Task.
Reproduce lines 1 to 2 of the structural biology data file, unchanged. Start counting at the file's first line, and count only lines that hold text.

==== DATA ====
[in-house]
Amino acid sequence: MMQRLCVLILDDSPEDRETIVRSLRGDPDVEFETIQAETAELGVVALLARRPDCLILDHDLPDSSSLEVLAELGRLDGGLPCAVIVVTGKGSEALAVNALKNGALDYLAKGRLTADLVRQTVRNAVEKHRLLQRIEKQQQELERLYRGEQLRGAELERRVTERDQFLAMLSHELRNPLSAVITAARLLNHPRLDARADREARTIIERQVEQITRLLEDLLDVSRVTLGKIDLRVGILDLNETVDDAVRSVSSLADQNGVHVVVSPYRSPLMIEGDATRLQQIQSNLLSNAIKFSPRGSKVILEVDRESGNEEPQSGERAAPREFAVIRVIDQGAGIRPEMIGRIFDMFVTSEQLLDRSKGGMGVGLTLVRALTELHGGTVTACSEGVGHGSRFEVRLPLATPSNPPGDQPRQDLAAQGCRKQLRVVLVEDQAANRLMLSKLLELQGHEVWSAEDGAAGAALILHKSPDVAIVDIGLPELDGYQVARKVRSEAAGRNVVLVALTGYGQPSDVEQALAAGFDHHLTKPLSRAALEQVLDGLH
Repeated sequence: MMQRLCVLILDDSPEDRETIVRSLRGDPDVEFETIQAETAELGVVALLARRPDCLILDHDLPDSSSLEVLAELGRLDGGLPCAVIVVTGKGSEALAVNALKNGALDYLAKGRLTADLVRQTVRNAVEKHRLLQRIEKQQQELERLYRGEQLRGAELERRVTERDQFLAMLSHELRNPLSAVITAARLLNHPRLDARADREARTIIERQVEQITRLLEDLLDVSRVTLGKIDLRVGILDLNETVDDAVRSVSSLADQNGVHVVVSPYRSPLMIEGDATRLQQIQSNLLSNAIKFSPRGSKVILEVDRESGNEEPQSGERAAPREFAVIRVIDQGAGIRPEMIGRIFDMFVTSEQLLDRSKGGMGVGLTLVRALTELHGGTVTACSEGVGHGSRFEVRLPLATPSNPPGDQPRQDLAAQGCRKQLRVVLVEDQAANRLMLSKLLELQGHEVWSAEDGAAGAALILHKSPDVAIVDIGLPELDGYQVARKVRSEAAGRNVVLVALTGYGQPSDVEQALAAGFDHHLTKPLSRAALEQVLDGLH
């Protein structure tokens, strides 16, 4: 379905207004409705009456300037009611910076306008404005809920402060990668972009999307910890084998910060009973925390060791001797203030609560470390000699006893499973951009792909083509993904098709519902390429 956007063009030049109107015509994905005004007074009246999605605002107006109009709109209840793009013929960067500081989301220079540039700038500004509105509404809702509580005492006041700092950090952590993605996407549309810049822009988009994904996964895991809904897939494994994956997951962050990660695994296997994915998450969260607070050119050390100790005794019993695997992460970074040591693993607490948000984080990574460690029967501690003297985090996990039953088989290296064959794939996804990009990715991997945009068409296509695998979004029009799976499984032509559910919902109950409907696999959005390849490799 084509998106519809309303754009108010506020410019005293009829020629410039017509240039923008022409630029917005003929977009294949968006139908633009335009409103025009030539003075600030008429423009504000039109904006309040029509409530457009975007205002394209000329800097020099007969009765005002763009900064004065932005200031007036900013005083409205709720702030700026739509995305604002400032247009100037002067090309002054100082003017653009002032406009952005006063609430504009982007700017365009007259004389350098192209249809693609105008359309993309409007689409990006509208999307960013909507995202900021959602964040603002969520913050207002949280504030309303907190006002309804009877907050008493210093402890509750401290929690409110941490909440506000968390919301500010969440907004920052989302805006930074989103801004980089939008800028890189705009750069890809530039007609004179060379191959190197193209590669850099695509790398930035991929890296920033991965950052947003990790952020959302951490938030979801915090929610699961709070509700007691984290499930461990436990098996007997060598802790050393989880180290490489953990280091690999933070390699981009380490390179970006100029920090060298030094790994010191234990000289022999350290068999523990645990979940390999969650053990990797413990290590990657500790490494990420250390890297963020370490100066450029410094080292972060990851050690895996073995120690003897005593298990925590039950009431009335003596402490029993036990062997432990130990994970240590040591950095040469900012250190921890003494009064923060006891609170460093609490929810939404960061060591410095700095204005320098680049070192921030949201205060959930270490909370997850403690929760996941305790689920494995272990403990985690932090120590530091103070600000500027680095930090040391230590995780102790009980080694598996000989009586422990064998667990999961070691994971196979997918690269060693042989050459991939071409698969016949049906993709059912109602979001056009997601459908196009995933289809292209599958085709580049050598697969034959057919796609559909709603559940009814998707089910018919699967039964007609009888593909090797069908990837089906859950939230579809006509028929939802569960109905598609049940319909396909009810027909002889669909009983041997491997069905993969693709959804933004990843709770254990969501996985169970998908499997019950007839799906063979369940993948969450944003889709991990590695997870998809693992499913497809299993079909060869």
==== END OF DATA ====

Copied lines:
[in-house]
Amino acid sequence: MMQRLCVLILDDSPEDRETIVRSLRGDPDVEFETIQAETAELGVVALLARRPDCLILDHDLPDSSSLEVLAELGRLDGGLPCAVIVVTGKGSEALAVNALKNGALDYLAKGRLTADLVRQTVRNAVEKHRLLQRIEKQQQELERLYRGEQLRGAELERRVTERDQFLAMLSHELRNPLSAVITAARLLNHPRLDARADREARTIIERQVEQITRLLEDLLDVSRVTLGKIDLRVGILDLNETVDDAVRSVSSLADQNGVHVVVSPYRSPLMIEGDATRLQQIQSNLLSNAIKFSPRGSKVILEVDRESGNEEPQSGERAAPREFAVIRVIDQGAGIRPEMIGRIFDMFVTSEQLLDRSKGGMGVGLTLVRALTELHGGTVTACSEGVGHGSRFEVRLPLATPSNPPGDQPRQDLAAQGCRKQLRVVLVEDQAANRLMLSKLLELQGHEVWSAEDGAAGAALILHKSPDVAIVDIGLPELDGYQVARKVRSEAAGRNVVLVALTGYGQPSDVEQALAAGFDHHLTKPLSRAALEQVLDGLH